October 30, 2014 by Nicole
Photo courtesy of Lisbet Photography, lisbetstudio.com
To some extent, I do think perfectionism is inherent in the work of being a dancer – that’s basically what we do, right? We learn shapes and movement and steps and then we set about the work of perfecting them. And there are aspects of perfectionism that are very positive and move us forward: goal setting, drive, ambition, planning and determination are all critical for success.
However, it’s also possible to have too much of a good thing. Perfectionism, when taken to an extreme can actually keep us from either progressing or doing our best work. People who struggle with perfectionism often:
- Set excessively high performance standards or unrealistic goals
- Have an unattainable ideal in their minds at all times
- Measure their self-worth by their ability to live up to that ideal
- Are overly critical and harsh when evaluating themselves
- Think that others are going to be just as critical/harsh when evaluating them/their performance
- Fear that others will reject them if they aren’t perfect
- Have anxiety around failure
- Deeply fear not being good enough
- Have difficulty finishing projects for fear they won’t live up to expectations
When your mind is so caught up in making every little thing perfect, or evaluating every step and arm placement you take or worrying about how your performance stacks up in the mind of your directors, you’re actually distracted. You are not free to connect or perform to your greatest ability.
For example, New York City Ballet corps member Megan LeCrone shared with Dance Spirit magazine that she always wanted her dancing to be absolutely perfect. She worked hard and was incredibly focused. But instead of concentrating on how much she was improving, she obsessed over her mistakes. “I constantly saw my weaknesses and flaws as something wrong with me,” she says. “In class, I’d be so busy thinking about the last mistake I made or the things about me that needed ‘fixing,’ that I would miss corrections from the teachers or would be slow to pick up the combination. This affected my confidence and focus.”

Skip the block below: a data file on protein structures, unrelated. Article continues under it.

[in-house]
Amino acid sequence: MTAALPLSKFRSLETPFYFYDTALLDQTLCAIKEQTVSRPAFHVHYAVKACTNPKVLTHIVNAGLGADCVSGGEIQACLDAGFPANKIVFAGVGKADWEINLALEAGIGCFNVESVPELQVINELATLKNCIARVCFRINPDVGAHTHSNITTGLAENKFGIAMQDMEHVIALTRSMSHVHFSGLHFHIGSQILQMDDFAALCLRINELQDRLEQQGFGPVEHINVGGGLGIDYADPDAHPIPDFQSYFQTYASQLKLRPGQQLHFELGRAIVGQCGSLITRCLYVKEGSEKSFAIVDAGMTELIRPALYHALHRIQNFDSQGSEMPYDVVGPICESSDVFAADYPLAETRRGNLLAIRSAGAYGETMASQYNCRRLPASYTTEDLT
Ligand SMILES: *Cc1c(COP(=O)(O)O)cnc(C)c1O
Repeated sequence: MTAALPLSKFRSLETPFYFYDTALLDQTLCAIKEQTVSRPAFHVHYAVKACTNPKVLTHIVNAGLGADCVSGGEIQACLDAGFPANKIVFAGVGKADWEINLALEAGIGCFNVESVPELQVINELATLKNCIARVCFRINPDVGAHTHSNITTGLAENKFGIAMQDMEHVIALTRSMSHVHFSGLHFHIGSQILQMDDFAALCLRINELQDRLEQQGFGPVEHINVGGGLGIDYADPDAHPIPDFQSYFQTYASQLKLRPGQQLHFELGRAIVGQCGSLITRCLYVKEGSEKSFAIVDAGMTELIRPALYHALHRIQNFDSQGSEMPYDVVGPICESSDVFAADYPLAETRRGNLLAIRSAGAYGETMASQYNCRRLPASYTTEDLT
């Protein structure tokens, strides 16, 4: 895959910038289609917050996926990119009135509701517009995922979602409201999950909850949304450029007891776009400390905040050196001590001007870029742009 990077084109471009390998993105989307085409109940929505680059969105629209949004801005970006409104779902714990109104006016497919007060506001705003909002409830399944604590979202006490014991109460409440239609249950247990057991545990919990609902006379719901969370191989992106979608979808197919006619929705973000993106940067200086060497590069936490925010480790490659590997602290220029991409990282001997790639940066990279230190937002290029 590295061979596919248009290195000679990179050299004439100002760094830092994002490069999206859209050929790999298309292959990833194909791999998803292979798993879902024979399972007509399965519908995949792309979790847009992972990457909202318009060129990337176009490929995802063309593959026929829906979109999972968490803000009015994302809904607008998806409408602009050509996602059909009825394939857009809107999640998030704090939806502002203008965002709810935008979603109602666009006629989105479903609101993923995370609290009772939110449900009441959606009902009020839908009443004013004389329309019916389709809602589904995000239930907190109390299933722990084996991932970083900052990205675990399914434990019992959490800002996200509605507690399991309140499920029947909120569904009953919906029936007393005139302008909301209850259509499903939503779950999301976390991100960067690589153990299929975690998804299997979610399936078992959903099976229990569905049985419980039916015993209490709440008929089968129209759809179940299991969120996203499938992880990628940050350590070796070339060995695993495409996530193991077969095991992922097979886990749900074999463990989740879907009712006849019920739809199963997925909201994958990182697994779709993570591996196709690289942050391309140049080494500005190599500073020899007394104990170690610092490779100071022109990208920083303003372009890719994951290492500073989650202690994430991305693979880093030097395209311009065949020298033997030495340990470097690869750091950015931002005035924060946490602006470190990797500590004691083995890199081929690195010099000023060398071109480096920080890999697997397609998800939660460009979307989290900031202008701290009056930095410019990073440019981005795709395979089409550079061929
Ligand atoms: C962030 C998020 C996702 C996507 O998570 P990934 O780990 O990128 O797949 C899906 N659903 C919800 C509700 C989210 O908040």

In additional to negatively affecting your self-confidence and self-esteem, putting that kind of stress around your dancing can also actually change it from being something you love and need to do to something you dread. A dysfunctional sense of perfectionism can rob you of your passion for dance.
So what can you do?
“The thing that is really hard, and really amazing, is giving up on being perfect and beginning the work of becoming yourself.” ~Anna Quindlen
First things first, I think you have to really understand and accept that perfection is unreachable. You have to know that no one can possibly be perfect; that is what makes us human. Accepting that also means that you can be happy or comfortable with your so-called “imperfections” because they are what make you uniquely you.
If you do have a perfectionist’s mind, that can be a struggle. But mindset is also a habit, which means it’s changeable. Michelle May, M.D., founder of Am I Hungry?® Mindful Eating Programs and Training, a program that helps individuals break free from mindless and emotional eating offers these tips, which I love and find equally applicable to the study of dance. She suggests that you:
- Think direction, not perfection. (So, instead of trying to make something “perfect”, think about your trajectory. Is this improving?)
- Ask yourself: “Is there a more reasonable expectation I could have about this situation or myself? What would be a more realistic and empowering way of talking to myself about this?”
- Be willing to make mistakes since they are an opportunity for learning and growth.
- Be vulnerable. Let people you trust see your imperfections and fears. This can deepen intimacy and free you from the need to be perfect.
There’s some really good stuff there! You can use those prompts in your dance journal or as a tool to help improve your self-talk.
Do you struggle with perfectionism? How do you manage it?